SciDev.Net has published a practical guide about reporting on international aid and development that offers tips on this type of reporting, particularly in the scientific field. Among other things, it encourages journalists to go beyond announcements and follow up on results. It also suggests that journalists ask who is involved, not just who benefits, and other tough questions. Read the practical guide here: https://www.scidev.net/global/journalism/practical-guide/how-to-report-on-foreign-aid-for-science.html 
Seed diversity and seed banks
Seeds are an important topic for farmers. Seeds grow into the food that farmers harvest and that we all eat. Farmers have long understood that seed diversity is important to food security: by planting a variety of seeds, at least some will produce food, no matter what. But over the last 100 years, global seed diversity has declined significantly.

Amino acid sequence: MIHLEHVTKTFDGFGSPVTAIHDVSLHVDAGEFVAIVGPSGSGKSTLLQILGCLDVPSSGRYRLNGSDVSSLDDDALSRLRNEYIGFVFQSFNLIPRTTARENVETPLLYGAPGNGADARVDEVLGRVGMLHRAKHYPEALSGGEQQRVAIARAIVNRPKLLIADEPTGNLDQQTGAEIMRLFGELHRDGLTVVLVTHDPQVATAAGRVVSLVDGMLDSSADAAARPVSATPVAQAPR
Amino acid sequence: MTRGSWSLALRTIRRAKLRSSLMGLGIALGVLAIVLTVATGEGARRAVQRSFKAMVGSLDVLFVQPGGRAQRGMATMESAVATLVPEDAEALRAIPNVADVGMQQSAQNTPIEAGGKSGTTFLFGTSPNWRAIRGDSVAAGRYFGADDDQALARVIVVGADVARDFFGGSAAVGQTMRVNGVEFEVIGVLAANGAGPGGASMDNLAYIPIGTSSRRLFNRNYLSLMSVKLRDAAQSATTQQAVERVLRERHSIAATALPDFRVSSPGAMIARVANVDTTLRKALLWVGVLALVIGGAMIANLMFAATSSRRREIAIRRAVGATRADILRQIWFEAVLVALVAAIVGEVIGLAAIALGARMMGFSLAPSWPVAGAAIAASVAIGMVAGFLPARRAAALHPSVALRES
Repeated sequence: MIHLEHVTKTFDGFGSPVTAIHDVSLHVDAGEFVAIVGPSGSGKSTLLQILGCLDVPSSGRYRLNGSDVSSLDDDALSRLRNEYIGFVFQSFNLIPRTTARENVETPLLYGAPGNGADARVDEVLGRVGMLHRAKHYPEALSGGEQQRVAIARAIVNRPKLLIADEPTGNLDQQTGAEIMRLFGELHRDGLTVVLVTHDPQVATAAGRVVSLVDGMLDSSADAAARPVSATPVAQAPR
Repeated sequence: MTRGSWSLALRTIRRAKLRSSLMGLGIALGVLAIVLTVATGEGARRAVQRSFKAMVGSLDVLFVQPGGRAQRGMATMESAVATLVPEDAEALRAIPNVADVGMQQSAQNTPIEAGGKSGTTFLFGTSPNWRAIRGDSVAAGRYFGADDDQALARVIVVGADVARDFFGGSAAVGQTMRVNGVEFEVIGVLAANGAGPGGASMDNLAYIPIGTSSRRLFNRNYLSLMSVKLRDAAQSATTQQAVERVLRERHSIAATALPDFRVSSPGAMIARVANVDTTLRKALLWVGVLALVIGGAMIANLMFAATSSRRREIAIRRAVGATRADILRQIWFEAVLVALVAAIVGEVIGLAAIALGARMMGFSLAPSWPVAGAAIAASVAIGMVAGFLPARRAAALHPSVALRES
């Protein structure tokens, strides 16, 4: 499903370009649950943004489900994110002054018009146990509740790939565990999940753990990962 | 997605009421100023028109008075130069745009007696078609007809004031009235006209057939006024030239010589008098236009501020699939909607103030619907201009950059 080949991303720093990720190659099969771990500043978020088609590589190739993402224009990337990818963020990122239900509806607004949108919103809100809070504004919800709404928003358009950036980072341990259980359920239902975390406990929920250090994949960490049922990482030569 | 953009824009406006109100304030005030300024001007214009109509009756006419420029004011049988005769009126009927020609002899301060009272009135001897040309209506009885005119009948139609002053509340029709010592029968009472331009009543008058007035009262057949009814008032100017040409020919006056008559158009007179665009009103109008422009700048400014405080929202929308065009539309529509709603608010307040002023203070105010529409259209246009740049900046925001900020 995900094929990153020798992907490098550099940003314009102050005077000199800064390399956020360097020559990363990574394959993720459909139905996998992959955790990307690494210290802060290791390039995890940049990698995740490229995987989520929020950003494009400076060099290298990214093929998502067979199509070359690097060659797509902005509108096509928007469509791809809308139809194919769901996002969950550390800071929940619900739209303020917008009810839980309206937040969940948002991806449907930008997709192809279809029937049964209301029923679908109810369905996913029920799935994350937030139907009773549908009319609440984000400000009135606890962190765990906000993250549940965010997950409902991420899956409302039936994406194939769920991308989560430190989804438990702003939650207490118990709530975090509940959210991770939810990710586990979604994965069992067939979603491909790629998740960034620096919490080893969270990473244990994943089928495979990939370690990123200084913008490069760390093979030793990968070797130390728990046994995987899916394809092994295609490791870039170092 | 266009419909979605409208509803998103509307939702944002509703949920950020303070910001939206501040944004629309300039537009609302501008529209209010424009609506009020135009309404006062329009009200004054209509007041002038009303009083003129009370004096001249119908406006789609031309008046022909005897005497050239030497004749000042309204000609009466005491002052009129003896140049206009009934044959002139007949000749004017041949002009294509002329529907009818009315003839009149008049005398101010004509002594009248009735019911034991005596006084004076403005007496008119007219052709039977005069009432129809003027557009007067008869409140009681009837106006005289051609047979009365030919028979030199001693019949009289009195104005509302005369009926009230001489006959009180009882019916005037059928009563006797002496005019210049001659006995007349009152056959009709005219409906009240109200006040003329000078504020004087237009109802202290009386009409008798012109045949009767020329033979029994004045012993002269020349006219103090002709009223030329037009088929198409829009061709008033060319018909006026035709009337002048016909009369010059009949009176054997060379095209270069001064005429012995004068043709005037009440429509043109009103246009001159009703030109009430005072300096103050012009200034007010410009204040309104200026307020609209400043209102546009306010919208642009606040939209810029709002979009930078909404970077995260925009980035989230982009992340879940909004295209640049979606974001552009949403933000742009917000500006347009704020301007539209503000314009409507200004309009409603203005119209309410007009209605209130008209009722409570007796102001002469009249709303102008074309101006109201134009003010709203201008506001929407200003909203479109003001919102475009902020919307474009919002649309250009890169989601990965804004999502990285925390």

Learn more about seed diversity from USC Canada, a Canadian non-profit: https://www.usc-canada.org/the-issues/seed-diversity 
Community seed banks are a useful tool and solution to help farmers diversify the seeds they use and the crops they plant. They can also be useful sources of information about seed and plant management.
However, a successful community seed bank requires active community engagement as well as strong technical expertise related to seed management, varietal selection, and climate change. This handbook from Bioversity International provides insights on how to effectively develop and run your own community seed banks.
The handbook contains three booklets, available in both English and French. Each booklet focuses on experiences from different community seed banks in Africa, Asia, and Latin America.
Booklet 1 – Establishing a Community Seed bank
Booklet 2 – Technical Issues
Booklet 3 – Management, networking, policies, and a final checklist
You can also consult this blog for more information: https://www.bioversityinternational.org/news/detail/how-to-develop-and-manage-your-own-community-seedbank/